Dr. Ari Geselowitz is a State College, Penn.-based radiologist who’s been in practice for three decades since graduating from Penn State University College of Medicine. We recently caught up with Dr. Geselowitz to find out how his practice fared during the transition to ICD-10, here’s what he had to say:
It’s been more than three months since ICD-10 was enacted. Has it been effective?
I have had no major problems with implementation of ICD-10. So far, it has been effective.
Dr. Geselowitz, some practices are finding the transition to ICD-10 challenging. In various specialties such as orthopedics, doctors are having to learn thousands of new codes. As a radiologist has the transition to ICD-10 been more or less turbulent than you expected? Why?
It’s been less turbulent than we expected. The billing company was prepared and there was no major impact.
Many providers were predicting major delays in the aftermath of ICD-10. Do you have any stories about your transition to ICD-10? (Billing issues, patient issues, etc.)
No. I can’t think of any stories to speak of.
Now that you have several months of using ICD-10 under your belt, can you list one advantage and one disadvantage of the new system so far?
One disadvantage has been coming up with symptoms that meet criteria for billing.
In the early days of ICD-10, insurers were anticipating that the transition would result in billing problems. What has been your experience? What insurance payers seem to be the most prepared for ICD-10?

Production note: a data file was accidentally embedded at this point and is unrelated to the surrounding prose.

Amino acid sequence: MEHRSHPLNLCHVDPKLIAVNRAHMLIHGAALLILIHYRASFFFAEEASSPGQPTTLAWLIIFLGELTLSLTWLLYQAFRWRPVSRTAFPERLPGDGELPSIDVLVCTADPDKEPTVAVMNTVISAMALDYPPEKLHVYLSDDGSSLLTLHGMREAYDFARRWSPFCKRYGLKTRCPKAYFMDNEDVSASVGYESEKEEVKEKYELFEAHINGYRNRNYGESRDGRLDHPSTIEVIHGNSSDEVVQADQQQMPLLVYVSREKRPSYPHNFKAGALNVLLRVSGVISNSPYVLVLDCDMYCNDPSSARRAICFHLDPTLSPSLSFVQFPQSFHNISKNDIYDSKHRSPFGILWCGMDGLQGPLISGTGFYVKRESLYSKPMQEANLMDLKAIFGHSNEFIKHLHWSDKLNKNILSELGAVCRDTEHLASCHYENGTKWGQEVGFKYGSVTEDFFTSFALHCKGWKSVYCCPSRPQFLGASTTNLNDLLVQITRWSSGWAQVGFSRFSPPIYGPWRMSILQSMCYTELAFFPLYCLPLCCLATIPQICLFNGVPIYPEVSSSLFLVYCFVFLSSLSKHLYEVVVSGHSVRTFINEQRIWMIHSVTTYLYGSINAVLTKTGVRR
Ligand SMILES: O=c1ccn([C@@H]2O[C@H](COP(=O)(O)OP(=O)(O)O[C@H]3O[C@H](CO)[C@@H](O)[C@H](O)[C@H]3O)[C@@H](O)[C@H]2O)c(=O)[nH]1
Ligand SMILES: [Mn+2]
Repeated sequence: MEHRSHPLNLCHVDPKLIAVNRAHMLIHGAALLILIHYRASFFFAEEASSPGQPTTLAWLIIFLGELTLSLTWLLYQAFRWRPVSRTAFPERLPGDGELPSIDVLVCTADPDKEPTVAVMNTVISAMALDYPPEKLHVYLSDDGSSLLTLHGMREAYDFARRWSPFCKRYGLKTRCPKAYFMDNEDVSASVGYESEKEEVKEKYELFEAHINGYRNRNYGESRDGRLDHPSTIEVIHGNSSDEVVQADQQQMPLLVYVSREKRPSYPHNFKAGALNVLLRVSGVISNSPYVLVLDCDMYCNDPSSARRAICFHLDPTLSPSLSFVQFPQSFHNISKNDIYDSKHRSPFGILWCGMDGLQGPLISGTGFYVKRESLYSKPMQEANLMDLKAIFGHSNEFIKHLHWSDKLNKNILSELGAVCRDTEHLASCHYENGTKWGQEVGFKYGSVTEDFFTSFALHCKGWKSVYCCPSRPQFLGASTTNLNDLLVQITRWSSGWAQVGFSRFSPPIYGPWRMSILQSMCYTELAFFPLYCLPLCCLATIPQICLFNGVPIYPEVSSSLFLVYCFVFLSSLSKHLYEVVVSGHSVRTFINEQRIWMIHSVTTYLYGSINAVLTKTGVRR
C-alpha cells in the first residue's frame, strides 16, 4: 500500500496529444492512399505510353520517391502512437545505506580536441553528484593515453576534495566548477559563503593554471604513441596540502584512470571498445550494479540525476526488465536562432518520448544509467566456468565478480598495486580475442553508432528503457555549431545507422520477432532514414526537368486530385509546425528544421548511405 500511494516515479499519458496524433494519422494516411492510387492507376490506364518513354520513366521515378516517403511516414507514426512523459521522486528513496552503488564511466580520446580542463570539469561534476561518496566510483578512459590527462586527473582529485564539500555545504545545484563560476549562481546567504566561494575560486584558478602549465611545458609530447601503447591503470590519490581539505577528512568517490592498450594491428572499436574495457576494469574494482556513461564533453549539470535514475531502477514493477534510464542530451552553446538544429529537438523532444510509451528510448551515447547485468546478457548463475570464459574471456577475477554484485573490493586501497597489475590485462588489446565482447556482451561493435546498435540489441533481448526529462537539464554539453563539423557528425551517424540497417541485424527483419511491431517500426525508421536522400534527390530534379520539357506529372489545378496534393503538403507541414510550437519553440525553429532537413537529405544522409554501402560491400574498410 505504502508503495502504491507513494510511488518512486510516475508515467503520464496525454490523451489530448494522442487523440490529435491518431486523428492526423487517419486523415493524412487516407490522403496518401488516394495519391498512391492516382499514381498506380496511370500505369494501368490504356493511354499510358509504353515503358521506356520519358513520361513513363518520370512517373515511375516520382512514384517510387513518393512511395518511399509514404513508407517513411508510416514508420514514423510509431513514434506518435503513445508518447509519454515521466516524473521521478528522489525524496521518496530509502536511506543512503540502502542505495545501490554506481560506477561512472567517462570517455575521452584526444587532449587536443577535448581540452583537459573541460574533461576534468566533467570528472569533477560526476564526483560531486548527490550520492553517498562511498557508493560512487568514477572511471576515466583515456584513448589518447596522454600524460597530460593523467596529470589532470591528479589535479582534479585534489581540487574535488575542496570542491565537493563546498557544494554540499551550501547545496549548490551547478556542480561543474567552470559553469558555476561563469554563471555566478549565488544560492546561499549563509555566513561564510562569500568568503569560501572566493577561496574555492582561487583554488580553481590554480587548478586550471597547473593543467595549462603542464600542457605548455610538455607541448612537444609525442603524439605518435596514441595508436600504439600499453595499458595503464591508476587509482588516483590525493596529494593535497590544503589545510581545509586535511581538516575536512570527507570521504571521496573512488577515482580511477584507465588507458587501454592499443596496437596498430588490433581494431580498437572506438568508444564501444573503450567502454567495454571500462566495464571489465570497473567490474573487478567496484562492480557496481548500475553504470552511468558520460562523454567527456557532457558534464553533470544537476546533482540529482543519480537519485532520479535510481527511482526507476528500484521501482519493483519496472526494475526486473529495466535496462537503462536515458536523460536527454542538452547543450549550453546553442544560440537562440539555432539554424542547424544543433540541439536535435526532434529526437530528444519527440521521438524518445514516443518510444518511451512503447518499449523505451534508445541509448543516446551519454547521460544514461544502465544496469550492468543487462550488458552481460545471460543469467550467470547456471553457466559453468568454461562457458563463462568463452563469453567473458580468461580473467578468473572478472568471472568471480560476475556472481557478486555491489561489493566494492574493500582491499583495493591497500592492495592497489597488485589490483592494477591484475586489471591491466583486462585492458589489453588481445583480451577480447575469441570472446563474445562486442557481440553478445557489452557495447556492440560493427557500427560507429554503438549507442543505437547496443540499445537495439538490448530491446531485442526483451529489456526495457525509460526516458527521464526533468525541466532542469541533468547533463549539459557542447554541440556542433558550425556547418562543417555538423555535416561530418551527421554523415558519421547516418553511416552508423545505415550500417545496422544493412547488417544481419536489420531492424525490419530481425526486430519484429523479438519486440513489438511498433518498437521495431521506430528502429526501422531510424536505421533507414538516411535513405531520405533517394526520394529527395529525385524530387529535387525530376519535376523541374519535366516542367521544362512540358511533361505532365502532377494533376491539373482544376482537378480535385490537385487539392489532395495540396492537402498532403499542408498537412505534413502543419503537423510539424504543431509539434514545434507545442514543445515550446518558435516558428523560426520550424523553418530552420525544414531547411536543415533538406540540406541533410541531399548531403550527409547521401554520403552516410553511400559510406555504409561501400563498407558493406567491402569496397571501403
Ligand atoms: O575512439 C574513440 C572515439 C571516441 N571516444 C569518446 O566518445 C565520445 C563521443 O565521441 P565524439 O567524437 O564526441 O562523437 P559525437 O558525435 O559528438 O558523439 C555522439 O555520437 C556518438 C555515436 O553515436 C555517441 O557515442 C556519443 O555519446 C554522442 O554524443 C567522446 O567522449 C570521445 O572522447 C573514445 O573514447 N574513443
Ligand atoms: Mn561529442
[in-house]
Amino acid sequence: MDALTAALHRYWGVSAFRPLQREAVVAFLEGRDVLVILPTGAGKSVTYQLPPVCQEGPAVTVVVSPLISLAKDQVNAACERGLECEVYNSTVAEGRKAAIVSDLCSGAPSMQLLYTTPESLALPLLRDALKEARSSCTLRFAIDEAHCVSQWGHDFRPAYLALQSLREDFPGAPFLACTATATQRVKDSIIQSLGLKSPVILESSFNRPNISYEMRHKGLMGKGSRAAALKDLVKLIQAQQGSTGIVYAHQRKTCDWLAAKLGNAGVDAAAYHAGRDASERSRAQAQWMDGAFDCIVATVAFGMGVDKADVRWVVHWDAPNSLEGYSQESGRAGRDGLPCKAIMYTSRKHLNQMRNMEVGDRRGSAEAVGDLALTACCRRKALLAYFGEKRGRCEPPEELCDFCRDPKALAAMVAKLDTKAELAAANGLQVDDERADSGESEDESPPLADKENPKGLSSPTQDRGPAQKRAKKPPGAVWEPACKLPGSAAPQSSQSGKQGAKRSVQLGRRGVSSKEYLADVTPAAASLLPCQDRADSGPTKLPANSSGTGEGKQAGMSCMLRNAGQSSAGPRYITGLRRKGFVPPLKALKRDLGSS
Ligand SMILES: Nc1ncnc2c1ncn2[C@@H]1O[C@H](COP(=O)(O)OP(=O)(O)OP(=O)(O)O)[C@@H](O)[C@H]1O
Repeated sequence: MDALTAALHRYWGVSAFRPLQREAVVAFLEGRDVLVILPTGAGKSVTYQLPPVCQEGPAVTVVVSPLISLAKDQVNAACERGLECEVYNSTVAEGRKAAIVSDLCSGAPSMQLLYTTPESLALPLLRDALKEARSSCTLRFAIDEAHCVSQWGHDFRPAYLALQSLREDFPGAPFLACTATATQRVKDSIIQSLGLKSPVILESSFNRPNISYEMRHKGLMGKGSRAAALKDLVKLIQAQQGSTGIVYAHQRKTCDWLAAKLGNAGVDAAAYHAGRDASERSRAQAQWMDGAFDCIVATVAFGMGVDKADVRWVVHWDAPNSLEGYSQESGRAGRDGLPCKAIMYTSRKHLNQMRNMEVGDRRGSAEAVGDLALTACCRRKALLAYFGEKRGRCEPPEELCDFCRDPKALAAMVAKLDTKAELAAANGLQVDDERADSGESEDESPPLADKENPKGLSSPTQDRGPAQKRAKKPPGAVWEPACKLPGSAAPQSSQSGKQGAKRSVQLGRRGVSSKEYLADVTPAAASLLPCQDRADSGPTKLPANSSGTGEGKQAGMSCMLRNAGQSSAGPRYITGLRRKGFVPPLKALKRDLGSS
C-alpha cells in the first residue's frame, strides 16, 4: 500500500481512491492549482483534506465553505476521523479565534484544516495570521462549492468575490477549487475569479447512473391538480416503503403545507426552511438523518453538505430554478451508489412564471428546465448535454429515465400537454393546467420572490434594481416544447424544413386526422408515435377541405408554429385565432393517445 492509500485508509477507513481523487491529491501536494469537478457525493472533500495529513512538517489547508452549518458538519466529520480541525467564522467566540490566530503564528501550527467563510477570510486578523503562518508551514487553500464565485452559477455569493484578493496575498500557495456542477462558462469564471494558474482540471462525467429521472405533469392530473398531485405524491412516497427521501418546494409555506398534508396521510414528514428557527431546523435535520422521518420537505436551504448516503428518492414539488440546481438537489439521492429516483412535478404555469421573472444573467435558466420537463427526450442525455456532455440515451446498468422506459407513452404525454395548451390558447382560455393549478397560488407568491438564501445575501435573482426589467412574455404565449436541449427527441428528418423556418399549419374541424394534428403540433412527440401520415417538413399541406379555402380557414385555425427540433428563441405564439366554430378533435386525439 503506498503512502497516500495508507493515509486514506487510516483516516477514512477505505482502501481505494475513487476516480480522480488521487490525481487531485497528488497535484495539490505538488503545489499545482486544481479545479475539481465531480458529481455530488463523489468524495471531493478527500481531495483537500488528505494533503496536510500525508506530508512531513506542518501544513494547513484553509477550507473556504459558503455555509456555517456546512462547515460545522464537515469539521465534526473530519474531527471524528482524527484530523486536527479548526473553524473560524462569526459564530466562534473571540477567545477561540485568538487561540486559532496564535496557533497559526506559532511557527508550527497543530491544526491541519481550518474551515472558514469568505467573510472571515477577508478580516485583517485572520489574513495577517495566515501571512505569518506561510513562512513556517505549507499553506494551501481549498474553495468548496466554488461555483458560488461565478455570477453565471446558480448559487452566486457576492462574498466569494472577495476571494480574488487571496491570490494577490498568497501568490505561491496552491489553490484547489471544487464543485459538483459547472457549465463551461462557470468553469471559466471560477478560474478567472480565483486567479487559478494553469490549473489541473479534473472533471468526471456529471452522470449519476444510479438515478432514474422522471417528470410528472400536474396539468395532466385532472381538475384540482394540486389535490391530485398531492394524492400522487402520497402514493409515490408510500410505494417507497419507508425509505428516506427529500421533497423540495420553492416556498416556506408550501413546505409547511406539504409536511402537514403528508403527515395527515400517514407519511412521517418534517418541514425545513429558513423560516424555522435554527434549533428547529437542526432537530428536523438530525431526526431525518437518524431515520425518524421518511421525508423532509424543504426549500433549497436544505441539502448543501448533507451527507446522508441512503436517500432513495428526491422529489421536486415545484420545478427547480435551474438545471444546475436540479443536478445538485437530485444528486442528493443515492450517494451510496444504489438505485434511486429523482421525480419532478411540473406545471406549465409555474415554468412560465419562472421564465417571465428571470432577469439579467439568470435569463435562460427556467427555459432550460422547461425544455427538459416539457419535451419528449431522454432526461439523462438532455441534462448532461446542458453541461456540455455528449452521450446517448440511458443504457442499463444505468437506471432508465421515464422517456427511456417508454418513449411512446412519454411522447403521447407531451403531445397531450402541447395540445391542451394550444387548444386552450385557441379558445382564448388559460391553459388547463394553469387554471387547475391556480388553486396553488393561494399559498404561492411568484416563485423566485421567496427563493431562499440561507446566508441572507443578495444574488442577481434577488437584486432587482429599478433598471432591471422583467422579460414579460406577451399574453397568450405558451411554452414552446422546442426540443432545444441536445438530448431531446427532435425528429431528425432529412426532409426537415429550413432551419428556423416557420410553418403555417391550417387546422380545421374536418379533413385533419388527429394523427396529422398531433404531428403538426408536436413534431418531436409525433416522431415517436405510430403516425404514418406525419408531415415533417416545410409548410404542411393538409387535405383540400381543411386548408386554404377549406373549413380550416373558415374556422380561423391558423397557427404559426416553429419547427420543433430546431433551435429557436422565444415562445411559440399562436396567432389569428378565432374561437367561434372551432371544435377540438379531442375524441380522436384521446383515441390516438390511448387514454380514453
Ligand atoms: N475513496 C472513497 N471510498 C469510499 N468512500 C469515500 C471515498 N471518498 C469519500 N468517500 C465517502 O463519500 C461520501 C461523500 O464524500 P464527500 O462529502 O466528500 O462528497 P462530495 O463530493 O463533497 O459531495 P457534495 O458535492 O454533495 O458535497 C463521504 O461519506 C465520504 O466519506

We haven’t noticed any differences among insurers.
If you could say anything to Medicare, what would you say?
Medicare: Why did you wait so long? ICD-10 was completed in 1992! That was 24 years ago.
Are there any procedures you can bill under ICD-10 that you couldn’t bill under ICD-9?
No, none that I am aware of.
One of the biggest hurdles approaching ICD-10 was making sure staffs were properly equipped to handle the transition. How has your medical practice trained staff for ICD-10? Do you have any lessons you can share with our readers?
We didn’t have any training, as we outsource billing.
Does ICD-10 ultimately benefit the patient? Why or why not?
ICD-10 will benefit patients if it allows better data sourcing for disease research.
In the end, do you think ICD-10 will be an improvement for your practice? Why or why not?
As a practice, we’re neutral on the subject of whether ICD-10 was helpful or not.
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